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Duties of a guarantor

Updated February 09, 2018

A guarantor is an individual, company or institution pledging to make good on a debt or product. Through a legal document known as a guarantee or guarantee, guarantors promise to pay for someone else's debt if the debtor defaults on a loan obligation. A lending institution may require a guarantor for an applicant with poor or not enough credit. A guarantor may also assure consumers of the quality, durability or performance of their merchandise.

Duties of Lease Guarantor

A guarantor on a lease or rental agreement is liable for the performance of another person's obligation. "In the case of a residential rental agreement, the guarantor is obligated to pay the rent (or other monies owed to the landlord) if the tenant fails to do so," according to 1stoplegalforms.com. Laws regarding guarantorship vary by state, and the individual contract guarantee stipulates the time frame and extent of liability for the guarantor. Different types of guarantees may let the guarantor off the hook after a year of on-time payment by the renter, or the guarantor may only promise to cover the tenant as long as they reside on premises.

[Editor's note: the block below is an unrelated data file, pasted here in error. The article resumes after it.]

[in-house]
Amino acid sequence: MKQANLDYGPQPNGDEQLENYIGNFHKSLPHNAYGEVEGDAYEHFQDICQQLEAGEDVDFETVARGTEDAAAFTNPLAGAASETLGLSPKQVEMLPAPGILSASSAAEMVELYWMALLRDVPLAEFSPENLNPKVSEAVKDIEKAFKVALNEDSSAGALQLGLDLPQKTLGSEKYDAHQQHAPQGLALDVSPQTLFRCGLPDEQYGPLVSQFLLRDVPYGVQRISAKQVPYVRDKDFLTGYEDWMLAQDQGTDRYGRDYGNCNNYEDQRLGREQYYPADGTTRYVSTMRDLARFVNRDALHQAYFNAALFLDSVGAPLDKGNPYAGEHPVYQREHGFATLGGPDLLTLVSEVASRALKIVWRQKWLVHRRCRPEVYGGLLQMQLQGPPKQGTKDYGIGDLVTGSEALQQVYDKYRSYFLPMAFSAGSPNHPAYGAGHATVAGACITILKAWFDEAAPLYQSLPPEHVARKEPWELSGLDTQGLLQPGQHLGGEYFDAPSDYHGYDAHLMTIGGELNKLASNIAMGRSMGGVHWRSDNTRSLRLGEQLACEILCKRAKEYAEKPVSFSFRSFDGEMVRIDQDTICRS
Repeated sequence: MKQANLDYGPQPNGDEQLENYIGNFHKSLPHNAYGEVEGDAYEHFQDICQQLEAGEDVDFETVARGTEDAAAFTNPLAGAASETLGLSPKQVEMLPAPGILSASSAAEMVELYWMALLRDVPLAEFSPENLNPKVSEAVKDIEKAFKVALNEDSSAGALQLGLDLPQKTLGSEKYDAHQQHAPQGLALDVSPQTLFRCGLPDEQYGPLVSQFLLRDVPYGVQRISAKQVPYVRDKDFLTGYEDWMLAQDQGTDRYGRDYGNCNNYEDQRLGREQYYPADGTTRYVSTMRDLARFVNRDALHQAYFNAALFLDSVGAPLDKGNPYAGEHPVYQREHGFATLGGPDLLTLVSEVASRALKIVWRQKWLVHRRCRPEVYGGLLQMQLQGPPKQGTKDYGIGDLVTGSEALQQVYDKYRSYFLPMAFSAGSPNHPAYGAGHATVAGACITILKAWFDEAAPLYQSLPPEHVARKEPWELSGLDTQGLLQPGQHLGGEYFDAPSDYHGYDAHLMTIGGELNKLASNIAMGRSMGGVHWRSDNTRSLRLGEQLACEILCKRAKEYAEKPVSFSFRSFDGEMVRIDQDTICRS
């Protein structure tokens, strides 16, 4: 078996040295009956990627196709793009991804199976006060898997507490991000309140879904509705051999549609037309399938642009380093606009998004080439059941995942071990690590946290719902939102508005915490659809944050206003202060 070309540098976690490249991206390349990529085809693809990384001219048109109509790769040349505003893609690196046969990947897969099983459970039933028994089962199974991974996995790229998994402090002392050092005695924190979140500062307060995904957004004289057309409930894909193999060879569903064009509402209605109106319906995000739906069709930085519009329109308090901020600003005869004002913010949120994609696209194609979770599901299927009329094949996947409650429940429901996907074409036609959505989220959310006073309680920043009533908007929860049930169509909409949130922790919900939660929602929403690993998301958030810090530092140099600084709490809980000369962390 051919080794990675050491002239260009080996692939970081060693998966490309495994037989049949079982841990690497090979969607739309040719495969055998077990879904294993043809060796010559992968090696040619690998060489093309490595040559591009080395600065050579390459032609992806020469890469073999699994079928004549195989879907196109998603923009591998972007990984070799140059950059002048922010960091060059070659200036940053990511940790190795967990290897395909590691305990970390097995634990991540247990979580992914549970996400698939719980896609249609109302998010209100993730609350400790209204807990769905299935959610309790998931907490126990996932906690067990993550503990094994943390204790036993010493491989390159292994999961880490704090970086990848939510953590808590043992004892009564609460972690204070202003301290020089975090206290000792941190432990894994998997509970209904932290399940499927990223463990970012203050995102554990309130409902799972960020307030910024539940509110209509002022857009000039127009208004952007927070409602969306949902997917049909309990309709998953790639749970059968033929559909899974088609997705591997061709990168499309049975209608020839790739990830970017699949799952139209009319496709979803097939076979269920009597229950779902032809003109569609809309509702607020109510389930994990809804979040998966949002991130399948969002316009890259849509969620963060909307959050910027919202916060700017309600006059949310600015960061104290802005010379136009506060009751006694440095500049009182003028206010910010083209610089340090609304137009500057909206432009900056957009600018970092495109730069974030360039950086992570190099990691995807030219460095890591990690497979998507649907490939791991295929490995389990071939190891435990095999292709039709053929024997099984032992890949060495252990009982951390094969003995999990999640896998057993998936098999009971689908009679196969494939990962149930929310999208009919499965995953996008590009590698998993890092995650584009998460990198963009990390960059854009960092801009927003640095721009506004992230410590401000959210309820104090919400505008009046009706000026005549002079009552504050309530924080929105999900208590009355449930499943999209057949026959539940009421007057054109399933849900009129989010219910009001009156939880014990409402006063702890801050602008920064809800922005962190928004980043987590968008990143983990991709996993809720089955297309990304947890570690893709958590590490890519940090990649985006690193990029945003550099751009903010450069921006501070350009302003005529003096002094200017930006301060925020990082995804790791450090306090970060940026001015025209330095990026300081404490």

Duties of Financial Guarantor

On a loan, a guarantor, personally guarantees that payments will be made if the original applicant defaults. The guarantor has no claim to the property that secures the loan, such as real estate, and does not go on the title. "A guarantor is usually called upon if the applicant qualifies incomewise, but has a slight credit blemish or has yet to establish credit," says bankrate.com. A mortgage guarantor will have to carry the entire debt or a specified amount of the debt, depending on the type of mortgage, if the homeowner defaults. If a homeowner cannot meet the payment obligations, the house will usually be sold and the guarantor held responsible for missed payments, as well as any loss associated with the sale, says the financial website.

Duties of Product Guarantor

"The necessity of a guarantee emerged as a means of protection to safeguard the right of the consumer," according to DifferenceBetween.net. A product or service guarantee makes a seller, manufacturer or service provider responsible for complete replacement of merchandise or free servicing, if it's found to be substandard. A guarantee is typically given by the manufacturer and is free of charge, without the need for activation. The product guarantee also prescribes the amount of time for which the guarantor can be held responsible for the products quality and performance after purchase and after guarantee-related repairs.

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About the Author

K.C. Hernandez has covered real estate topics since 2009. She is a licensed real estate salesperson in San Diego since 2004. Her articles have appeared in community newspapers but her work is mostly online. Hernandez has a Bachelor of Arts in English from UCLA and works as the real estate expert for Demand Media Studios.